I spent Christmas walking a guard post in Germany in 1981, when I was 20 years old. As a young Army private who was Jewish — this was more than 10 years before I converted to Roman Catholicism — I volunteered to take the Christmas Eve and Christmas Day guard duties of pals who were Christian so they could properly celebrate the holiday.
For any formerly-clad-in-Army-green veteran who has ever pulled peacetime guard duty, one thing is pretty certain. You’re going to be bored. Marching two and fro with, in those days, a PRC-77 radio on your back and your M-16 slung on your shoulder was not the ultimate in high-voltage excitement.
Many of us cheated, definitely against regs, and brought a civilian radio with us. As much of the duty was in the wee hours, Armed Forces Radio in Germany for some reason reserved that time to play “American Top 40 with Casey Kasem.” It got us through the duty.
You’d listen to it and it would remind you of home — of the dances you weren’t going to, of the friends there you were missing, of family that would be spending the holiday without you. Because even Jewish kids celebrated the secular aspect of Christmas and, at least this one did, felt happy and hopeful during the season.
We would feel happier and more hopeful, though, at home. For me, that would have been lying on a beach in Hollywood, Florida, and awaiting a big Cuban Christmas lunch.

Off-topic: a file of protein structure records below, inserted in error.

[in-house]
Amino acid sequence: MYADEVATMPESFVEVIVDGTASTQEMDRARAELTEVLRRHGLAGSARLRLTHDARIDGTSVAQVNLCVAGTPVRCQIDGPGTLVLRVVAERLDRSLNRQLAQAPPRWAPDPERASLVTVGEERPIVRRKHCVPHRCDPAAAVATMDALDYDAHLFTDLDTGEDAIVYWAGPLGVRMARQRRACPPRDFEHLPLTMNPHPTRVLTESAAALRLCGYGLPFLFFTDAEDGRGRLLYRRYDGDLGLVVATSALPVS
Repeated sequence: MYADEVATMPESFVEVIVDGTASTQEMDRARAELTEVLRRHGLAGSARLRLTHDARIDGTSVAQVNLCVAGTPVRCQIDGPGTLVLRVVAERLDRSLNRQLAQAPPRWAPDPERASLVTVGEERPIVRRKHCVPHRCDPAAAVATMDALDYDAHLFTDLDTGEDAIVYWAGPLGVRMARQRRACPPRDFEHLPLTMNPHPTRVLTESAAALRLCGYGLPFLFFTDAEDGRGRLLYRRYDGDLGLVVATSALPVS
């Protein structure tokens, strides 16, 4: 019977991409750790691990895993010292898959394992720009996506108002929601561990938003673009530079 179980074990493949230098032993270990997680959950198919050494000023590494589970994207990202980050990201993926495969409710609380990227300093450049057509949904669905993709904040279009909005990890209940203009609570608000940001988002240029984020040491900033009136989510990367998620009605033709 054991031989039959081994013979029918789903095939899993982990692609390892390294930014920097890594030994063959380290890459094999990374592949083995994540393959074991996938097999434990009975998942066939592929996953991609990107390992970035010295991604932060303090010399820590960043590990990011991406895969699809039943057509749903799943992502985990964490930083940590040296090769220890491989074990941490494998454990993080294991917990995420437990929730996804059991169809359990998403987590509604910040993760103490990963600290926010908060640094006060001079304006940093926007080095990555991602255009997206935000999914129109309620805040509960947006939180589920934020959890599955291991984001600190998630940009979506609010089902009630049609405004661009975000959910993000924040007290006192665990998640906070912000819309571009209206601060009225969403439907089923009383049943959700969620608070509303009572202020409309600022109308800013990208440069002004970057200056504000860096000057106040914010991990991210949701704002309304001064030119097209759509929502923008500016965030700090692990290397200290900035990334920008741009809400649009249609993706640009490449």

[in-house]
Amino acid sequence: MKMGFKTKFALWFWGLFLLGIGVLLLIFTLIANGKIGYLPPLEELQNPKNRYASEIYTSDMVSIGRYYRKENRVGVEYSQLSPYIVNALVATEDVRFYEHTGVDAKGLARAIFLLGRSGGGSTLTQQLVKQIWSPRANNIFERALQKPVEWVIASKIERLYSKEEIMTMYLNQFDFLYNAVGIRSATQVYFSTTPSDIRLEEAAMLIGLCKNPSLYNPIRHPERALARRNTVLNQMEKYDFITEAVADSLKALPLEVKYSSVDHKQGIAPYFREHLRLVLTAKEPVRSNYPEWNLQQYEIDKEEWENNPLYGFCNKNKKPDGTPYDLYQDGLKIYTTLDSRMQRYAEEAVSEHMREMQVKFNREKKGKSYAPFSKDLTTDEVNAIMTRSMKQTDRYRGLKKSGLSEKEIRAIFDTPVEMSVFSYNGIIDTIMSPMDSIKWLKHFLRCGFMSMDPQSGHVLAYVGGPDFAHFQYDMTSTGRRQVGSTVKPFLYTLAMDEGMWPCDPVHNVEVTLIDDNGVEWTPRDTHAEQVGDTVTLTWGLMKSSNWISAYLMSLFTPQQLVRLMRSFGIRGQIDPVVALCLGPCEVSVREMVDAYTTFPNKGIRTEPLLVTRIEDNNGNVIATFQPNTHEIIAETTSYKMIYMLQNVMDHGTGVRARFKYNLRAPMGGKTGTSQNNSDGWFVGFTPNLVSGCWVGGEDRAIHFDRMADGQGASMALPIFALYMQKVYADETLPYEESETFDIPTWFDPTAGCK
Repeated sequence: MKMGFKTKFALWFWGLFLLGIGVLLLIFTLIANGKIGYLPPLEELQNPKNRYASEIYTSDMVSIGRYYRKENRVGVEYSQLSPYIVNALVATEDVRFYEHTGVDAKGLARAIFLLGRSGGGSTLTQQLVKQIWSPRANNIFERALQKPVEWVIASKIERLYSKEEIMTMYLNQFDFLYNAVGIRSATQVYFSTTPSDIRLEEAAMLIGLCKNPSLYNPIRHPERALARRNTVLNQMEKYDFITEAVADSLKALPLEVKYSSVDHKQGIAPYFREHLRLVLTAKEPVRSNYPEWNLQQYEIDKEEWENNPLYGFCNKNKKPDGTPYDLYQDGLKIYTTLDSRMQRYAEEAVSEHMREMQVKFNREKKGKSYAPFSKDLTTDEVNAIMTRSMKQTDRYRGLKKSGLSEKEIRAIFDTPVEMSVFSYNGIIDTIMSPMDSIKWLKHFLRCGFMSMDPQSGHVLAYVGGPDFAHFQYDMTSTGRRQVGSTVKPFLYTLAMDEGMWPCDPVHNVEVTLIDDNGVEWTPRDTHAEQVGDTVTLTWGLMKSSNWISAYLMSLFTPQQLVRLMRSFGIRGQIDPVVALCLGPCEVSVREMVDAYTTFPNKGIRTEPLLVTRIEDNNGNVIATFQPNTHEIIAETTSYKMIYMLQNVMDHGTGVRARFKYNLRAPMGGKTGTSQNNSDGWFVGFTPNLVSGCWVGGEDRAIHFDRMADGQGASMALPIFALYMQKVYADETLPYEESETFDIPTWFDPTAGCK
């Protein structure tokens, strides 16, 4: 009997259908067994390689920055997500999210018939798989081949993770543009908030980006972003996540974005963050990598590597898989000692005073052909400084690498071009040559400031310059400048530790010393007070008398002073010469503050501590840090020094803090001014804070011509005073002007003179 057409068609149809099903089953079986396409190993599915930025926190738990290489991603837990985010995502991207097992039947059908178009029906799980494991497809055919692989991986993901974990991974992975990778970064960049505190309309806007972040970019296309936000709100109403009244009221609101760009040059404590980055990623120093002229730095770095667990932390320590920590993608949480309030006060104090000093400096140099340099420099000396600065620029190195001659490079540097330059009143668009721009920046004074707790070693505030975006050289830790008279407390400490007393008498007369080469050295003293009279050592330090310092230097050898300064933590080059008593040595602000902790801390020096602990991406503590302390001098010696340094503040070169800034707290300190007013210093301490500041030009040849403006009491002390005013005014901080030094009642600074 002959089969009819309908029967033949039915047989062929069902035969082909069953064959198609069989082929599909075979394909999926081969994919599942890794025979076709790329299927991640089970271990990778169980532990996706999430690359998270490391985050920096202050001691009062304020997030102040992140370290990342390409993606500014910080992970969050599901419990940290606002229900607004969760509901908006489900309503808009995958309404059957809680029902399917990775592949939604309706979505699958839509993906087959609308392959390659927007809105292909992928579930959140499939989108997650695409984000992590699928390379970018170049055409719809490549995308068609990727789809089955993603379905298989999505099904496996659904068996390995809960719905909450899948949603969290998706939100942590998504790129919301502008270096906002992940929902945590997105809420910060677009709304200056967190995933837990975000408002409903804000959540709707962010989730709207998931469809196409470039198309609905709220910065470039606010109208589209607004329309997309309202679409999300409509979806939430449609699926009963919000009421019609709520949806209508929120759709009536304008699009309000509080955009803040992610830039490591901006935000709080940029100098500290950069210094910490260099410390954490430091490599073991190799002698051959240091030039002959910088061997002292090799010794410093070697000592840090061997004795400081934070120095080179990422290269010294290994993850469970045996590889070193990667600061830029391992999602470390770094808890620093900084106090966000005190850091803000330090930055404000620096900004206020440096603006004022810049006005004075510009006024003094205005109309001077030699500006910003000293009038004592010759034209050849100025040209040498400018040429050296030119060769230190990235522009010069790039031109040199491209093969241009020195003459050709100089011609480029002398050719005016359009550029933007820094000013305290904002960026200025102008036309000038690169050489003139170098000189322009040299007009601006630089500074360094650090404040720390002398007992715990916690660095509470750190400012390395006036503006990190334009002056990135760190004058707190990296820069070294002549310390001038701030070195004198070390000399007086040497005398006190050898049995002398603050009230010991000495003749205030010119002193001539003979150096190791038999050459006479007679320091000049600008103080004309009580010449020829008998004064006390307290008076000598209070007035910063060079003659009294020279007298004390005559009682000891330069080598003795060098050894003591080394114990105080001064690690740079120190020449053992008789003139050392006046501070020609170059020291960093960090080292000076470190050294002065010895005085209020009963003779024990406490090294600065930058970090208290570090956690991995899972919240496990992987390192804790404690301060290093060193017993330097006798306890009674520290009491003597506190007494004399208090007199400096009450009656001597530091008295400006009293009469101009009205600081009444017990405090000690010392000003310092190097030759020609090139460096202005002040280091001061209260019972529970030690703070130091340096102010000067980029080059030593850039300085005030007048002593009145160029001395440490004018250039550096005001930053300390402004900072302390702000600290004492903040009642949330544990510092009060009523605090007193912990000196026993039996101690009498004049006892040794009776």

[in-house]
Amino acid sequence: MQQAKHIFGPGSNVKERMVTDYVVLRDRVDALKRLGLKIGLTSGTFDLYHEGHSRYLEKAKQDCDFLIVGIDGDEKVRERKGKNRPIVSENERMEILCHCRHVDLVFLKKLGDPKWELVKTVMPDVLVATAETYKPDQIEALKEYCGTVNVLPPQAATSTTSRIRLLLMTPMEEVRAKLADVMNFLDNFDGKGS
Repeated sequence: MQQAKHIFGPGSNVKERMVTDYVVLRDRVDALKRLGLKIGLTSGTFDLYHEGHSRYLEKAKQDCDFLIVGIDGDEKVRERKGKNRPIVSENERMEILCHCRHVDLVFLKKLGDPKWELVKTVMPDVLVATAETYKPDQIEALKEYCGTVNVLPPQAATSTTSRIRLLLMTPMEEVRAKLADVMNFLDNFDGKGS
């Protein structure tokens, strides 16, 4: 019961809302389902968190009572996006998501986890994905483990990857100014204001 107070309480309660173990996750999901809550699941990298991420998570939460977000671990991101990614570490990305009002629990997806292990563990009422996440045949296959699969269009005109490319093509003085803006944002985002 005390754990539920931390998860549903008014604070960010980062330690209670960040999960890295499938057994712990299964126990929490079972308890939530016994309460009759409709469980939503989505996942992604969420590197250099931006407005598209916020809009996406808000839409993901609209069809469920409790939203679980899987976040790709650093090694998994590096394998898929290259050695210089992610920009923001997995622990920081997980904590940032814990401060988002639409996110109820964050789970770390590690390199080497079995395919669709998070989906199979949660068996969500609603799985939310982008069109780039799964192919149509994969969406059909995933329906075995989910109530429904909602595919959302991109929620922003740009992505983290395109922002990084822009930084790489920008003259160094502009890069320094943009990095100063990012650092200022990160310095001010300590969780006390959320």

It’s not like the Army didn’t try to make up for it. Food on Christmas Day was sumptuous and the mess hall was decked out to the nines. It was supposed to make you feel the spirit of the day and also feel less away from home.
But in typical Army social fashion — well meaning but off the mark — the overcompensation for the day only reminded you that you weren’t home.
But that was the day ahead when you were walking guard at 3 a.m. on Christmas morning. And after all those hours of thinking and listening to the likes of Duran Duran and Sheena Easton, courtesy of Casey Kasem, you came to an understanding of why you were out there walking to and fro at the early beginning of a cold Neu-Ulm Germany day.
Or at least you got the simple and generally-devoid-of-proper-life-experience kind of understanding available to most 20-year- olds.
You were out there so the people you missed in the states could spend Christmas at home.
Those of us who held the line in West Germany — our forces and our allies did that for over 40 years — did so because just across the thin, flat plain in the north and the mountainous terrain in the south that made up the border with East Germany were a lot of guys who would have replaced that religious holiday with something far different.
A soldier kind of got that, as you walked. And when your relief came and you made your way back to the guardhouse, there was a certain sense of warmth and satisfaction, knowing you were there so the people you loved didn’t have to be.
I have no doubt it will be the same this Christmas Eve. Men and women who wear our uniform all over the world will walk the same kind of guard duty or pull a watch and ponder exactly why they are doing it.
When they get it and feel the reason why, it’ll make the day a bit better for them.
Their devotion to duty and their sacrifice makes all the days a bit better for us.